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The Army’s augmented reality goggles are awesome but come with a headache…literally

Miguel Ortiz Avatar

The video game-like overlay that IVAS provides is familiar to new soldiers and helps with its integration (U.S. Army)

Since 2019, the Army has been testing the next-generation Integrated Visual Augmentation System goggles. IVAS provides troops with a sci-fi-like heads-up display that feeds them real-time data like outlining friendlies vs. hostiles, a compass and live map, objective markers and pings, and can even be used as night vision goggles. While IVAS seems to turn the battlefield into a video game, the advanced system also comes with a literal headache for its users.

IVAS uses augmented reality to display relevant information in a HUD (U.S. Army)

Based on the HoloLens system from Microsoft, the IVAS has been in development since 2018. Although the system was scheduled to complete testing and be fielded in 2021, IVAS has experienced a series of delays. In October 2021, the Program Executive Office Soldier acquisition agency confirmed that the IVAS operational test and fielding would be shifted to FY22 to allow the development team to “enhance the IVAS technology platform.”

Similar to wearing a virtual reality headset, IVAS users reported experiencing side effects after wearing the goggles. These physical problems included headaches and nausea as well as neck strain caused by IVAS. Following these issues, IVAS is scheduled to undergo further testing in May 2022 and be fielded to units by the end of September.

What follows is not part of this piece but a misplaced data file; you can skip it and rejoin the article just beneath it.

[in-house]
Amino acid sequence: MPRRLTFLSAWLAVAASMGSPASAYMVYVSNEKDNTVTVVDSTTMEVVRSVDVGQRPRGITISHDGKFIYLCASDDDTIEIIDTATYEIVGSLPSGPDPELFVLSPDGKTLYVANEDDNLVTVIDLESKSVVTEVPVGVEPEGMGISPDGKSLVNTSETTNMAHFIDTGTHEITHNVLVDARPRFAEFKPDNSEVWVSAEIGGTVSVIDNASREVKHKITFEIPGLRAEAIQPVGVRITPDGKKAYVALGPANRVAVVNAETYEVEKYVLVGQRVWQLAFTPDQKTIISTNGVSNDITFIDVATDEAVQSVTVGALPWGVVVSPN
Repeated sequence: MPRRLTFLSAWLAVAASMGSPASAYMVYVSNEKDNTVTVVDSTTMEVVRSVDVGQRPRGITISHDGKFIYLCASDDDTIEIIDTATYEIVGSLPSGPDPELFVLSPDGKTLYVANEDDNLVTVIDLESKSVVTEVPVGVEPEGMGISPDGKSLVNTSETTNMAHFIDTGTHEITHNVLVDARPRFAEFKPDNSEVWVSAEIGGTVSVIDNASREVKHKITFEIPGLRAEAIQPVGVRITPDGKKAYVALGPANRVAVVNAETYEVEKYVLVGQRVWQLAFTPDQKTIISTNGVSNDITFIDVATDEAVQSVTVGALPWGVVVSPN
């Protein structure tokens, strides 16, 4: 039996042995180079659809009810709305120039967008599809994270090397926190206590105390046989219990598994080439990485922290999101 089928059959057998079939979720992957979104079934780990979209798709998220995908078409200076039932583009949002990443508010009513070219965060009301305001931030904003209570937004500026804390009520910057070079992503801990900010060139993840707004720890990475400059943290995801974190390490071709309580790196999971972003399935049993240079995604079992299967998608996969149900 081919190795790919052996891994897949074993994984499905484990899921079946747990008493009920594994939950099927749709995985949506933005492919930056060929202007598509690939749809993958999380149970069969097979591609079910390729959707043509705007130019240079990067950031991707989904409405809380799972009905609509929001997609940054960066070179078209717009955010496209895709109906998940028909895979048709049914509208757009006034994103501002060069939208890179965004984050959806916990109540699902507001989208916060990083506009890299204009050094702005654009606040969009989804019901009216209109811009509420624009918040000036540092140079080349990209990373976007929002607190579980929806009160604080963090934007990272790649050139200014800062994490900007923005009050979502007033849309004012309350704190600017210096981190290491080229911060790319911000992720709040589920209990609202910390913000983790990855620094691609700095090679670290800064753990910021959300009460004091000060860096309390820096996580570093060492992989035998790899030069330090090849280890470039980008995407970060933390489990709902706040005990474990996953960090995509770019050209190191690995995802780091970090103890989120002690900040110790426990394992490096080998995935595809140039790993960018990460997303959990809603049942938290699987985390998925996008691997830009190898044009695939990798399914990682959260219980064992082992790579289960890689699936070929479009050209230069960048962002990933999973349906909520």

Soldiers from the 82nd Airborne Division test an early version of IVAS in April 2019 (U.S. Army)

Barring the physical side effects, IVAS has proven to be an effective force multiplier in testing. Using augmented reality and a suite of sensors, the system can provide real-time language translation, facial recognition, and even identify objectives for the user. Through its integration with other systems, IVAS allows soldiers to know what’s outside of their vehicle before they disembark and what’s around a corner without having to peek it. This kind of situational awareness increases the lethality of the American soldier while also improving their survivability.

The IVAS goggle functions are controlled with a chest-mounted control pad. The system is intuitive enough that soldiers testing the system were able to plan entire missions using IVAS. The goggles are also treated with an anti-fog coating that held up in 95 degree and 100% humidity weather conditions. They are also rated for chemical, biological, radiological, and nuclear environments and can be worn with gas masks and other protective equipment.

Soldiers who tested IVAS have especially highlighted its usefulness in land navigation. “You never have to stop to do a map check or anything like that because, with just the push of a button, you have an arrow that’s in the bottom of your screen and you walk the arrow to your point, so there’s no accidentally drifting left or right,” said Sgt. 1st Class Brian Hayman in an Army press release. Hayman is a platoon sergeant with 3rd Battalion, 75th Ranger Regiment who tested and provided feedback on the system. IVAS technical director Jason Regnier reported in a program update that soldiers testing IVAS even set records on land navigation courses.

If the Army can work out the physical side effects experienced by test soldiers, IVAS shows great promise for soldiers on future battlefields. Mimicking the appearance of popular video games like Halo, Call of Duty, and Battlefield, the system is a natural transition for the next generation of troops. Additionally, IVAS developers plan on releasing a development kit to allow users to create apps and improve IVAS’ abilities as the need a rises in the field.